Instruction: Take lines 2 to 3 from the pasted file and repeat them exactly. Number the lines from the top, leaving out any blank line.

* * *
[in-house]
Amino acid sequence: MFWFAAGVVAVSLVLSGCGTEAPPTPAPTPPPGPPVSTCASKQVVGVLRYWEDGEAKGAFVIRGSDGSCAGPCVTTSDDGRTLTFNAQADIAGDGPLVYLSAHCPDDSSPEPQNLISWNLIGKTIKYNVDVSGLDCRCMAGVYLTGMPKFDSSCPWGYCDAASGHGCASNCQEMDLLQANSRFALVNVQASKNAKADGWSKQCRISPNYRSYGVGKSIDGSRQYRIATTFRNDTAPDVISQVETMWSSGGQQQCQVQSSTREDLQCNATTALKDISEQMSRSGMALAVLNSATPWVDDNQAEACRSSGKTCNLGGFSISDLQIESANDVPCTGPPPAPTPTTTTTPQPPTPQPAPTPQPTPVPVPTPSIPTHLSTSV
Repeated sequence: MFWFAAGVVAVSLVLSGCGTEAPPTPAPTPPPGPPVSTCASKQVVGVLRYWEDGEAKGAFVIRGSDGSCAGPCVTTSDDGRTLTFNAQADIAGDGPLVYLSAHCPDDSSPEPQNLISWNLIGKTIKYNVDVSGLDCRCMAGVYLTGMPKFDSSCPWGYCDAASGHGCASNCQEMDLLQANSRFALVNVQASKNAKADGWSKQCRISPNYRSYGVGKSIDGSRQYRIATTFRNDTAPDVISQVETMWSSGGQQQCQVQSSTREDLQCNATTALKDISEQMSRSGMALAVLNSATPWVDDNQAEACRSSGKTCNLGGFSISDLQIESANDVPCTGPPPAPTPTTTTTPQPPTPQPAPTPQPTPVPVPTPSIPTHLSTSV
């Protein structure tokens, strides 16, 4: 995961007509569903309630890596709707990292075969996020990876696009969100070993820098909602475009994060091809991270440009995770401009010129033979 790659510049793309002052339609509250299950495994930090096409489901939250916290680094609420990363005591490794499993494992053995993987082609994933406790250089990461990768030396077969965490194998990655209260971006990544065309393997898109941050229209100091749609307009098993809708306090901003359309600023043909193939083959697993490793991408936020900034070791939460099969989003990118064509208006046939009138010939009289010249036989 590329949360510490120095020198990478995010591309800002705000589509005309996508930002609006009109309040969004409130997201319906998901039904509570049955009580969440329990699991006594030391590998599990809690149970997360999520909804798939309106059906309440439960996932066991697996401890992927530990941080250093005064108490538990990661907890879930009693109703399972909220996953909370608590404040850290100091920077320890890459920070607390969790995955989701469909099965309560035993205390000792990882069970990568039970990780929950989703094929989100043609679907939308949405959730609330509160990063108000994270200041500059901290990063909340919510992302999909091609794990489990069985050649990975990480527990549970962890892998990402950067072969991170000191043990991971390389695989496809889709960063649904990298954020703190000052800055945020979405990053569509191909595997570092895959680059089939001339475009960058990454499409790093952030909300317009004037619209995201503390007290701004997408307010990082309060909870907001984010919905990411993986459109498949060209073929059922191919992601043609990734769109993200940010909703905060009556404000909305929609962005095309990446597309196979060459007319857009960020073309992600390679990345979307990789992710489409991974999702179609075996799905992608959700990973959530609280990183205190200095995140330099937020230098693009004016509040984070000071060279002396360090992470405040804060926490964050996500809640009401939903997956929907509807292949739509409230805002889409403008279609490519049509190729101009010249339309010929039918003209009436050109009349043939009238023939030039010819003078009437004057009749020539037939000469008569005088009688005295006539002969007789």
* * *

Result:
Amino acid sequence: MFWFAAGVVAVSLVLSGCGTEAPPTPAPTPPPGPPVSTCASKQVVGVLRYWEDGEAKGAFVIRGSDGSCAGPCVTTSDDGRTLTFNAQADIAGDGPLVYLSAHCPDDSSPEPQNLISWNLIGKTIKYNVDVSGLDCRCMAGVYLTGMPKFDSSCPWGYCDAASGHGCASNCQEMDLLQANSRFALVNVQASKNAKADGWSKQCRISPNYRSYGVGKSIDGSRQYRIATTFRNDTAPDVISQVETMWSSGGQQQCQVQSSTREDLQCNATTALKDISEQMSRSGMALAVLNSATPWVDDNQAEACRSSGKTCNLGGFSISDLQIESANDVPCTGPPPAPTPTTTTTPQPPTPQPAPTPQPTPVPVPTPSIPTHLSTSV
Repeated sequence: MFWFAAGVVAVSLVLSGCGTEAPPTPAPTPPPGPPVSTCASKQVVGVLRYWEDGEAKGAFVIRGSDGSCAGPCVTTSDDGRTLTFNAQADIAGDGPLVYLSAHCPDDSSPEPQNLISWNLIGKTIKYNVDVSGLDCRCMAGVYLTGMPKFDSSCPWGYCDAASGHGCASNCQEMDLLQANSRFALVNVQASKNAKADGWSKQCRISPNYRSYGVGKSIDGSRQYRIATTFRNDTAPDVISQVETMWSSGGQQQCQVQSSTREDLQCNATTALKDISEQMSRSGMALAVLNSATPWVDDNQAEACRSSGKTCNLGGFSISDLQIESANDVPCTGPPPAPTPTTTTTPQPPTPQPAPTPQPTPVPVPTPSIPTHLSTSV